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December 24, 2017

President Trump went after FBI Deputy Director Andrew McCabe in a series of tweets Saturday and Sunday, accusing him of corruption in the investigation of former Secretary of State Hillary Clinton's private email server:

In subsequent tweets he referenced reports of McCabe's forthcoming retirement and quoted Fox News as saying McCabe promoted the Clinton campaign with his government email account:

McCabe is expected to retire after he becomes eligible for his pension in 2018. This is not the first time Trump has targeted him for criticism, but, as a career civil servant, he cannot be fired by the president.

McCabe's wife, Dr. Jill McCabe, did receive $450,000 for a 2015 state legislature campaign from a PAC run by Virginia Gov. Terry McAuliffe (D), who was co-chair of Bill Clinton's 1996 re-election campaign and chair of Hillary Clinton's run in 2008. However, Andrew McCabe did not have oversight of the Clinton emails investigation until after his wife lost her race, and while she was running the FBI said he "implemented a system of recusal from all FBI investigative matters involving Virginia politics" to avoid conflicts of interest.

Read more about what money Jill McCabe took from whom here at The Week. Bonnie Kristian

8:57 a.m.

The world of Hawkins, Indiana is about to turn upside down — again.

Netflix on Wednesday debuted the first trailer for the third season of Stranger Things, which teases a summer theme, trouble for one particular character, and a downright horrifying new creature.

After an extended opening sequence in which the gang uses Eleven's powers to play a prank on Dustin, we see footage of the kids living it up over the summer after two seasons set during the fall. But they're getting older, as the trailer makes abundantly clear when Mike defensively declares, "we're not kids anymore." It seems something will threaten to tear the group apart during the season, with Will looking wistfully at a photo of a more innocent time — that time being season 2.

The trailer also teases the introduction of a new mall in Hawkins, which promises to be a central location, as well as a new character in Mayor Kline, played by Cary Elwes. But what's the season's central conflict? Well, the trailer features a brief shot of Billy Hargrove in the shower with some sort of infection on his arm, and it concludes with Steve being confronted by a horrifying new creature, which looks like the Demogorgon mixed with the Blob. Could that infection have actually transformed Billy into this monster? Or might Billy become possessed much like Will was last season?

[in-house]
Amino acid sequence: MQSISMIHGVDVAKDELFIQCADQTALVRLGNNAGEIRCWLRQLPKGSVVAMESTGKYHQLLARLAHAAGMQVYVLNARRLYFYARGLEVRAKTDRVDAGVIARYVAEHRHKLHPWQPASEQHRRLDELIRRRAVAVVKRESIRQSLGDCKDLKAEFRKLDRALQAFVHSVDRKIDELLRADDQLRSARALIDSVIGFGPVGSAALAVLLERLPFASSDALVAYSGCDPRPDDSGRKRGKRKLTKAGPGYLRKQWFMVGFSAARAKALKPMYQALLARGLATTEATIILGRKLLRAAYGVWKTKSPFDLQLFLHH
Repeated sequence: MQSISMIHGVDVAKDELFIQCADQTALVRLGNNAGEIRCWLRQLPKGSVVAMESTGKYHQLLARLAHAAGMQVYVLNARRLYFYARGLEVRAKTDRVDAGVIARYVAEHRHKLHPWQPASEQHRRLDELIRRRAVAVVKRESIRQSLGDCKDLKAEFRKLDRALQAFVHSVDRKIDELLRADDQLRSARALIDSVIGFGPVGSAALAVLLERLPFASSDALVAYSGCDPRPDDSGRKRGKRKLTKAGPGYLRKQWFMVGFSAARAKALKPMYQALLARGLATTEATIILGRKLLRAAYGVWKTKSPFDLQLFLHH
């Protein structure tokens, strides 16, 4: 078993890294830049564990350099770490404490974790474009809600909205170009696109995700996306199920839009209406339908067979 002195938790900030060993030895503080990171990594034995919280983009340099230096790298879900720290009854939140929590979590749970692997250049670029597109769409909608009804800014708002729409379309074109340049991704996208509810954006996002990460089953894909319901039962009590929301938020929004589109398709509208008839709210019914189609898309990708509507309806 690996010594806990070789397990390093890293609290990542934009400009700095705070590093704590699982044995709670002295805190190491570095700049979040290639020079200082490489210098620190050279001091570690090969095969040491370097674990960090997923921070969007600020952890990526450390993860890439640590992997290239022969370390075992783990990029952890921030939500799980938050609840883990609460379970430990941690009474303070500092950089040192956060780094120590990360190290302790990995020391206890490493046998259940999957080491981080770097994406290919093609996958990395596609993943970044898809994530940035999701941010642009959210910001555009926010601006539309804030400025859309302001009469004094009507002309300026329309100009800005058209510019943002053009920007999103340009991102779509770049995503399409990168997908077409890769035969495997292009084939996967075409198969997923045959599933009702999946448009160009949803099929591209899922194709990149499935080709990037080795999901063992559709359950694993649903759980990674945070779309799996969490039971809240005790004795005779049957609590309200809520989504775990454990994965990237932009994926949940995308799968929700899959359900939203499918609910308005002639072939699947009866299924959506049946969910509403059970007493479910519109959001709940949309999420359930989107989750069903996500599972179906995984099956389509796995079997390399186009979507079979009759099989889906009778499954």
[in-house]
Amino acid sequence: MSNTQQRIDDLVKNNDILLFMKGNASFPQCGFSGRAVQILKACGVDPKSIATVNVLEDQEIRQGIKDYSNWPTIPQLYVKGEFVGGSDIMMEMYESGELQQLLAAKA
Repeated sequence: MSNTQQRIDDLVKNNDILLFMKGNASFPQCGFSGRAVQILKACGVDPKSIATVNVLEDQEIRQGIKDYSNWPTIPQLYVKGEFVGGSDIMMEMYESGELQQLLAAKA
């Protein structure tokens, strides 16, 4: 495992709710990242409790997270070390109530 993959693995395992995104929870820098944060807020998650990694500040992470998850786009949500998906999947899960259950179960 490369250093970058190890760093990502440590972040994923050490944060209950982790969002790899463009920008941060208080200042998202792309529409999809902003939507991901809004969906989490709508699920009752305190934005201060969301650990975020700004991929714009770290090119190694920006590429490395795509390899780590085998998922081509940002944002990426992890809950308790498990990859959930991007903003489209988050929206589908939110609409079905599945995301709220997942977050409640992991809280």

We'll find out when the third season of Stranger Things premieres on July 4. Watch the trailer below. Brendan Morrow

8:18 a.m.

President Trump has angrily tweeted about the husband of one of his advisers for two days in a row.

Trump on Wednesday tweeted that George Conway, the husband of White House counselor Kellyanne Conway, is "very jealous of his wife's success" and "angry" he wasn't given a job "he so desperately wanted." Trump also called Conway a "stone cold loser" and a "husband from hell!"

George Conway is a vocal Trump critic and has recently been suggesting the president's mental state is a serious cause for concern and likely indicative of a personality disorder. Trump had been advised to ignore Conway's tweeting, reports AP's Jonathan Lemire, but the president ignored that advice on Tuesday, lashing out at Conway by calling him a "total loser!"

This prompted Conway to speak with The Washington Post later in the day, detailing a number of interactions he's had with the president and saying Trump offered him a job at the Justice Department which he turned down. The Post also reported that Kellyanne Conway "went on a lengthy rant about her husband" at an event last month, saying "she and the president think her husband is jealous of her."

Conway responded to Trump's latest tweet on Wednesday morning by writing, "You seem determined to prove my point. Good for you! #NarcissisticPersonalityDisorder." Brendan Morrow

7:48 a.m.

After President Trump went after late Senator John McCain once again, some Republicans in the Senate are speaking out.